Multiplicity

My Name is Joseph Beuys, and I'm an Artist: "3-Tonnen Edition" at the Walker Art Center.

Joseph Beuys Multiples
Walker Art Center

A CENTRAL FIGURE of the postwar European avant-garde, the charismatic Joseph Beuys (1921-1986) was at once an artistic innovator, new-age huckster, utopian dreamer, political activist, and self-made messiah. Beuys considered all his work, and for that matter all human creative activity, "social sculpture," an expansive yet hazy notion of Art as any conscious fulfillment of human potential. He saw his mission as no less than that of a facilitator of social transformation on a grand scale. It follows that, like its subject, the Walker's Joseph Beuys Multiples show is simultaneously engaging and infuriating.

To put together an exhibit that can somehow capture all that Beuys represents is a tall order and the Walker attempts it with mixed results. Part of the problem lies in the nature of the art presented. Beuys's multiples included prints, postcards, editions of small sculptures made from slightly altered everyday objects, and other assorted flotsam and jetsam. These represented an important part of his work, but every physical object he produced was subordinate to Beuys's self-proclaimed primary role as teacher. "The rest is waste product," Beuys would say, "a demonstration." He considered the objects seen in this show as mere vehicles for his ideas, with marginal value as art in a traditional aesthetic sense.

So what's a major cultural institution to do? The Walker's curators have opted to present this residue of a life of ideas in handsome glass cases that suggest a cataloging of historical artifacts--relics of a curious, bygone cargo cult. In a sense this is entirely appropriate; to so enshrine works like "Noiseless Blackboard Erasers" and "Felt Postcards" gives the otherwise mundane objects an aura of mystery like pieces of the true cross, and adds to the mystification of the self-styled shaman who "created" them.

What's lost in such a display is the direct engagement with materials like fat, lead, and honey that were often presented in gritty, spare installations and which played an important role in his "actions"--performance pieces that emphasized an elemental link between the natural world and human society. We get a taste of that in video and photo documentation in the exhibit, but they lack the immediacy that must have seemed so essential to the actual events. The most prominent video clip, appearing on two monitors at the end of the entrance hallway, highlights another major paradox of Beuys's agenda. The wall above the monitors features Beuys's famous slogan, "Everyone is an Artist"; and in his role as motivational speaker for the avant-garde, Beuys constantly emphasized this point. The videotapes below, however, forward a slightly different story.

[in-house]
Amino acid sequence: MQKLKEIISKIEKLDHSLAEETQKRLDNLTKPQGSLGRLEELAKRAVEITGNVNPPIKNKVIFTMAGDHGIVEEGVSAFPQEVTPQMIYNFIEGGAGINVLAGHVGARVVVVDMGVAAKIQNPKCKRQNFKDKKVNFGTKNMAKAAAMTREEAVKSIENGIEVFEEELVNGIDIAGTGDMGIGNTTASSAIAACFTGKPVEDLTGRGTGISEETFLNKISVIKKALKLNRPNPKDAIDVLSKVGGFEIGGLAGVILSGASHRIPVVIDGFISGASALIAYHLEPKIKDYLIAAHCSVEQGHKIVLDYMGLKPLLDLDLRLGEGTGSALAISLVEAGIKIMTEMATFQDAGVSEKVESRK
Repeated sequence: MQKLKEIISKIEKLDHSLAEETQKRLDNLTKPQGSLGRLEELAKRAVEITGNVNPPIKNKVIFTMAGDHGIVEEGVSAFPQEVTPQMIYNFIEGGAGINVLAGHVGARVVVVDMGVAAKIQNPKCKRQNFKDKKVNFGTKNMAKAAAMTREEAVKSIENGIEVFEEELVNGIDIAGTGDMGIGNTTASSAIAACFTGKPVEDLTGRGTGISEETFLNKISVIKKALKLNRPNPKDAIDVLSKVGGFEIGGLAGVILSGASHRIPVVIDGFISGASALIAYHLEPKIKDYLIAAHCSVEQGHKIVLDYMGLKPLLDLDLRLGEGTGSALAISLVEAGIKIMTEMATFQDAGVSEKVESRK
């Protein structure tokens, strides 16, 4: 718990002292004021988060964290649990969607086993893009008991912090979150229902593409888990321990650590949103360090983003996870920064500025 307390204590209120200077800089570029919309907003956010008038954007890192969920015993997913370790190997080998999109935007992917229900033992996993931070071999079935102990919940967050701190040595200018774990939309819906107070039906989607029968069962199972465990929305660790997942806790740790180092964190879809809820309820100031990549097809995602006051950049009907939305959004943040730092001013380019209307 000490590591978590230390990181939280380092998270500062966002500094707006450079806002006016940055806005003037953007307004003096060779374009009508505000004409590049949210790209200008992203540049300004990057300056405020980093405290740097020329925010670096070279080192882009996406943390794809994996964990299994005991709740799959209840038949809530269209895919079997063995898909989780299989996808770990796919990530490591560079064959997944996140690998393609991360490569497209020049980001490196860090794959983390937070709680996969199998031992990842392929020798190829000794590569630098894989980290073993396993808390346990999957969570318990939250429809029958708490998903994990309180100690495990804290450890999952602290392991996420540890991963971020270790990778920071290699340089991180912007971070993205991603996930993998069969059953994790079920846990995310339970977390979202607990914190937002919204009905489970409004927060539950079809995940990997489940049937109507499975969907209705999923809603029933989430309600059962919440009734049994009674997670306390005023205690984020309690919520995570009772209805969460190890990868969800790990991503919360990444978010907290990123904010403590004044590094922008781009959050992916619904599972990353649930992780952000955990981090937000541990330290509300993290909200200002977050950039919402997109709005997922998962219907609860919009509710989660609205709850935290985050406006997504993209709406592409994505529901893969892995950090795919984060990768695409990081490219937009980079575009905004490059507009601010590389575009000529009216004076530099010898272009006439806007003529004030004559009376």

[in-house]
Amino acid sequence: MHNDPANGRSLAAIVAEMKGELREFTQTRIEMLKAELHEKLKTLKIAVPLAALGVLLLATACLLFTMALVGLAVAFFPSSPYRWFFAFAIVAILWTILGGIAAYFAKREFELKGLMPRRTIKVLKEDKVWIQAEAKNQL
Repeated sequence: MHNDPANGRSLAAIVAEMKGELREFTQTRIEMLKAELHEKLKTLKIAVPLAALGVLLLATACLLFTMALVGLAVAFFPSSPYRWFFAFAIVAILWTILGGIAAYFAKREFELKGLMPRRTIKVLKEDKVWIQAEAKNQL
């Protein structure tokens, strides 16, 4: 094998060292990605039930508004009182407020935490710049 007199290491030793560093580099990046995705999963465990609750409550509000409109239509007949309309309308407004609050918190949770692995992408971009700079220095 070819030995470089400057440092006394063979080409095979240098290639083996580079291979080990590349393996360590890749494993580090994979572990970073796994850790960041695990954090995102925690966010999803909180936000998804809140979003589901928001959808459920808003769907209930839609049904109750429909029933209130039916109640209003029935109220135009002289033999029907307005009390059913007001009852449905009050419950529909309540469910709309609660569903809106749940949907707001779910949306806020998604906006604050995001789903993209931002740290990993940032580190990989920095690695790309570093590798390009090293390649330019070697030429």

In a nine-minute clip from a four-hour performance, Celtic + ~, one camera actively follows Beuys as he climbs a ladder, picks detritus out of a wall, puts it in a bowl, climbs down, and then gravely deposits the bowl's contents over his head. The other stationary camera focuses on the passive audience, some watching Beuys intently, others impatiently milling around. Clearly, not everyone is an artist here. Beuys had a commanding presence that he used successfully to cultivate an aura of celebrity. His physical image is a central feature of many of his multiples, and, despite egalitarian leanings, he wholeheartedly embraced the role of artist-as-genius, a position that seems to run contrary to the democratic ideals he espoused.

The same paradoxes arise in regard to the statements the artist intended to communicate through the multiples. The idea of the multiple implies accessibility; Beuys wanted to make his ideas available to people outside the art world, and saw the creation of cheap reproducible objects as a way to do that. And yet their meaning is opaque without significant contextual information.

And to its credit, the Walker does provide a good deal of context in its didactic material, particularly in explaining Beuys's idealistic belief in the power of individual creativity and its potential use for collective good. This is seen most clearly in the documentation of his last major project, "7000 Oaks," in which he undertook a planting of 7,000 trees as a symbolic restoration of the earth.

Sadly lacking, though, is the presentation of a critical historical context concerning the artist's early years in Germany, as a member of the Hitler Youth and as a pilot for the Luftwaffe. Beuys himself constructed an elaborate mythology surrounding his rescue in the Crimea after a plane crash. This myth, often taken for truth, has effectively clouded his factual past, which is then conveniently ignored. Although he has denied it, one could consider Beuys's entire artistic endeavor as a personal expiation for his complicity with the Third Reich.

Yet that topic seems verboten in the uplifting world of Beuysiana. Why is Beuys still lauded as a mythic hero when the Yale deconstructionist Paul de Man was widely discredited when his Nazi collaboration came to light? The Walker's decision not to address this issue denies us the chance to even consider the possibilities.

Despite these misgivings, the exhibit does provide a hopeful, if somewhat naive picture of a time not so long ago when assertions of art's transformative potential were not met with collective eye-rolling. And much of the work seems freshly relevant. Who today can't identify with the videotape of Beuys ritually pummeling himself in front of a blathering television? Universal verities indeed.

 
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